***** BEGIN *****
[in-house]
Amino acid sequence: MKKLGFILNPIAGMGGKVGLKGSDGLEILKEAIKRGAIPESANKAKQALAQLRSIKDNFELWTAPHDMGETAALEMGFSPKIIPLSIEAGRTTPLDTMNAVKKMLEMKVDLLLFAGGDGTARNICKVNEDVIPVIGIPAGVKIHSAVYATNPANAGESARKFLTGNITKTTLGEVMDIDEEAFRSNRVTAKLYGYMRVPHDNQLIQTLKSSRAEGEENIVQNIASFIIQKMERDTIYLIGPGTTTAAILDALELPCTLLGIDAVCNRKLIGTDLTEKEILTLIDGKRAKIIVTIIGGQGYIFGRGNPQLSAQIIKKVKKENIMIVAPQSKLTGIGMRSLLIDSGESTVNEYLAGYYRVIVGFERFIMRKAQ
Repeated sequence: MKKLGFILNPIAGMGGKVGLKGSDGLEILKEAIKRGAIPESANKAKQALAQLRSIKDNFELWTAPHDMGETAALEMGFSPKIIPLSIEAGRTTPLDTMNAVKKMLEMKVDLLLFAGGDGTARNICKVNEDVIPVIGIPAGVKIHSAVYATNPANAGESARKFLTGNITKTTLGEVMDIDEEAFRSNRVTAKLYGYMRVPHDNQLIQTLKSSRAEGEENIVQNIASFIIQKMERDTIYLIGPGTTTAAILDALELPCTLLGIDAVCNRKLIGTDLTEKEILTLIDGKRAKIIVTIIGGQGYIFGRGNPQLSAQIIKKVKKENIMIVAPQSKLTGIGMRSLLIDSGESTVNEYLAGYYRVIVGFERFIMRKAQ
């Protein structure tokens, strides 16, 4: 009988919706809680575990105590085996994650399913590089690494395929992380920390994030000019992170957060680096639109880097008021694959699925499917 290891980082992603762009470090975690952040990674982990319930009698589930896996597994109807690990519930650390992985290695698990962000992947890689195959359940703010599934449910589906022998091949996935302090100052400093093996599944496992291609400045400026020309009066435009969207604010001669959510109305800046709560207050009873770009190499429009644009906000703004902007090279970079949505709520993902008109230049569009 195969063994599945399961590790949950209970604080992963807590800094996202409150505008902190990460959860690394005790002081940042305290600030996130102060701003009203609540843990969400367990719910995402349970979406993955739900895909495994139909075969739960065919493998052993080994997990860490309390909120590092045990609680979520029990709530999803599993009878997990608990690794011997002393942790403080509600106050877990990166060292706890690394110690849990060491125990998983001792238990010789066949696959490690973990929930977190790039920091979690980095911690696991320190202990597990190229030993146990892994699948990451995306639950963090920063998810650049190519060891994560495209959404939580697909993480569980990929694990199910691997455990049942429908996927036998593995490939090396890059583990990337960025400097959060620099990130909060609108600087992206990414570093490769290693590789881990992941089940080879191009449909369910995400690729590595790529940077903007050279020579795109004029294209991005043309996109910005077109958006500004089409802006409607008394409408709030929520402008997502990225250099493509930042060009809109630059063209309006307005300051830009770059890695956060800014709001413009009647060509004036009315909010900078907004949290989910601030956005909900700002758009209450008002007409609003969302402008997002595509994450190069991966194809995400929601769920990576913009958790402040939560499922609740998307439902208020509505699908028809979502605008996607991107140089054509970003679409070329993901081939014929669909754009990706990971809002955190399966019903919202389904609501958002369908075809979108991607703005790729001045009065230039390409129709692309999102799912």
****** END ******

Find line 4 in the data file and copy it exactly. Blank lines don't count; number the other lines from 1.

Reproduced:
């Protein structure tokens, strides 16, 4: 009988919706809680575990105590085996994650399913590089690494395929992380920390994030000019992170957060680096639109880097008021694959699925499917 290891980082992603762009470090975690952040990674982990319930009698589930896996597994109807690990519930650390992985290695698990962000992947890689195959359940703010599934449910589906022998091949996935302090100052400093093996599944496992291609400045400026020309009066435009969207604010001669959510109305800046709560207050009873770009190499429009644009906000703004902007090279970079949505709520993902008109230049569009 195969063994599945399961590790949950209970604080992963807590800094996202409150505008902190990460959860690394005790002081940042305290600030996130102060701003009203609540843990969400367990719910995402349970979406993955739900895909495994139909075969739960065919493998052993080994997990860490309390909120590092045990609680979520029990709530999803599993009878997990608990690794011997002393942790403080509600106050877990990166060292706890690394110690849990060491125990998983001792238990010789066949696959490690973990929930977190790039920091979690980095911690696991320190202990597990190229030993146990892994699948990451995306639950963090920063998810650049190519060891994560495209959404939580697909993480569980990929694990199910691997455990049942429908996927036998593995490939090396890059583990990337960025400097959060620099990130909060609108600087992206990414570093490769290693590789881990992941089940080879191009449909369910995400690729590595790529940077903007050279020579795109004029294209991005043309996109910005077109958006500004089409802006409607008394409408709030929520402008997502990225250099493509930042060009809109630059063209309006307005300051830009770059890695956060800014709001413009009647060509004036009315909010900078907004949290989910601030956005909900700002758009209450008002007409609003969302402008997002595509994450190069991966194809995400929601769920990576913009958790402040939560499922609740998307439902208020509505699908028809979502605008996607991107140089054509970003679409070329993901081939014929669909754009990706990971809002955190399966019903919202389904609501958002369908075809979108991607703005790729001045009065230039390409129709692309999102799912």